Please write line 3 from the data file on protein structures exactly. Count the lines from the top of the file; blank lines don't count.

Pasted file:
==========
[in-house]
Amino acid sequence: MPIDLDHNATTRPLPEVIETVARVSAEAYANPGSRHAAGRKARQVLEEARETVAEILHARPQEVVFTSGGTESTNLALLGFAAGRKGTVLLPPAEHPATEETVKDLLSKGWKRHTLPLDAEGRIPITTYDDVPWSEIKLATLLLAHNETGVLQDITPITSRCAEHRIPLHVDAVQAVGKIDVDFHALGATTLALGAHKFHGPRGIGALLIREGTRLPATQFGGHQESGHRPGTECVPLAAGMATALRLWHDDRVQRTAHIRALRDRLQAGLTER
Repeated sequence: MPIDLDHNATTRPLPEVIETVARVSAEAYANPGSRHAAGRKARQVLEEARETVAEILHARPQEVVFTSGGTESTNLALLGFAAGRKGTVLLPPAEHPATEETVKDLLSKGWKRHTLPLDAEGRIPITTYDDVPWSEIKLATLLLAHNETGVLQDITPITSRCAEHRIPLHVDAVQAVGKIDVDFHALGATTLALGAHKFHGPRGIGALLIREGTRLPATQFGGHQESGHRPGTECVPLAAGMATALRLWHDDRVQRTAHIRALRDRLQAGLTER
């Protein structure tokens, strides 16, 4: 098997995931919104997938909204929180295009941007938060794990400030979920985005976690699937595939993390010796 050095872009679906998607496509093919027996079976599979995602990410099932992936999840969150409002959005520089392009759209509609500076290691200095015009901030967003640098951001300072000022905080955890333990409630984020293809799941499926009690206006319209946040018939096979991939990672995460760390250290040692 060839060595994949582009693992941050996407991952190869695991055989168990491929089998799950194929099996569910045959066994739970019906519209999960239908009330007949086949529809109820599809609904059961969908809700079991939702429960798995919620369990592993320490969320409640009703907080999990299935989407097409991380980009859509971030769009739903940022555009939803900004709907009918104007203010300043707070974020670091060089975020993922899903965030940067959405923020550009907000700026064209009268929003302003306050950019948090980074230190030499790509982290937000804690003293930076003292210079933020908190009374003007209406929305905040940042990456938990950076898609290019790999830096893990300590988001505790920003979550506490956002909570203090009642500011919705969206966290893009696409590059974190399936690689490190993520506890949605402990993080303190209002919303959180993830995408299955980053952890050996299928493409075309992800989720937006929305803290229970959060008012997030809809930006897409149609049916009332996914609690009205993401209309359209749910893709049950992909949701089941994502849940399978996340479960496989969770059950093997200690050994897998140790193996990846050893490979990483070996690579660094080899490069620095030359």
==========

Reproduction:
Repeated sequence: MPIDLDHNATTRPLPEVIETVARVSAEAYANPGSRHAAGRKARQVLEEARETVAEILHARPQEVVFTSGGTESTNLALLGFAAGRKGTVLLPPAEHPATEETVKDLLSKGWKRHTLPLDAEGRIPITTYDDVPWSEIKLATLLLAHNETGVLQDITPITSRCAEHRIPLHVDAVQAVGKIDVDFHALGATTLALGAHKFHGPRGIGALLIREGTRLPATQFGGHQESGHRPGTECVPLAAGMATALRLWHDDRVQRTAHIRALRDRLQAGLTER